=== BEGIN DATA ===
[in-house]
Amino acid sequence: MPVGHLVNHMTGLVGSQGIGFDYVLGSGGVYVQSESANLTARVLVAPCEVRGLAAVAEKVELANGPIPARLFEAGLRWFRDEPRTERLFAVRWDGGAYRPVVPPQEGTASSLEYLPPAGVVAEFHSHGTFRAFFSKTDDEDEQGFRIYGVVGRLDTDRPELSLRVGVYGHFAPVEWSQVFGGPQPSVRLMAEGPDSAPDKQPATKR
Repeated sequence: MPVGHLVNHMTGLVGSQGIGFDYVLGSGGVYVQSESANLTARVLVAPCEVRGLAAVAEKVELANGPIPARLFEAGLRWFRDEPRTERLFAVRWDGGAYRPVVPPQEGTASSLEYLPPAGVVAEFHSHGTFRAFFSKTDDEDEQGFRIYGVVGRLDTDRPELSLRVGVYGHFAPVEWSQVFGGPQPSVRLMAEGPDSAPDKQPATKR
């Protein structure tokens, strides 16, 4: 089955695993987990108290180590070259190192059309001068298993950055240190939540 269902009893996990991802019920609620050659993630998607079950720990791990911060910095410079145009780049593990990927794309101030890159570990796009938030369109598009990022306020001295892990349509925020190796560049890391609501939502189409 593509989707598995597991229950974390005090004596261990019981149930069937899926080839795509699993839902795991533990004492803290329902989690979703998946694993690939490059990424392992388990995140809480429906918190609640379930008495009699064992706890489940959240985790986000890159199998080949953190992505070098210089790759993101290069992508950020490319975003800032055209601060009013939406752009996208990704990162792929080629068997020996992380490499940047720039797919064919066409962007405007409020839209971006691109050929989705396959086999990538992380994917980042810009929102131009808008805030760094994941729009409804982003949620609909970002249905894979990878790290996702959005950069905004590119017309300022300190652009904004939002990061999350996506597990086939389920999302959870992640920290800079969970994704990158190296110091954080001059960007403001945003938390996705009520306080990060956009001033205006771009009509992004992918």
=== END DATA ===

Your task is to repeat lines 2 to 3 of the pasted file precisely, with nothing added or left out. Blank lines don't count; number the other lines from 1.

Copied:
Amino acid sequence: MPVGHLVNHMTGLVGSQGIGFDYVLGSGGVYVQSESANLTARVLVAPCEVRGLAAVAEKVELANGPIPARLFEAGLRWFRDEPRTERLFAVRWDGGAYRPVVPPQEGTASSLEYLPPAGVVAEFHSHGTFRAFFSKTDDEDEQGFRIYGVVGRLDTDRPELSLRVGVYGHFAPVEWSQVFGGPQPSVRLMAEGPDSAPDKQPATKR
Repeated sequence: MPVGHLVNHMTGLVGSQGIGFDYVLGSGGVYVQSESANLTARVLVAPCEVRGLAAVAEKVELANGPIPARLFEAGLRWFRDEPRTERLFAVRWDGGAYRPVVPPQEGTASSLEYLPPAGVVAEFHSHGTFRAFFSKTDDEDEQGFRIYGVVGRLDTDRPELSLRVGVYGHFAPVEWSQVFGGPQPSVRLMAEGPDSAPDKQPATKR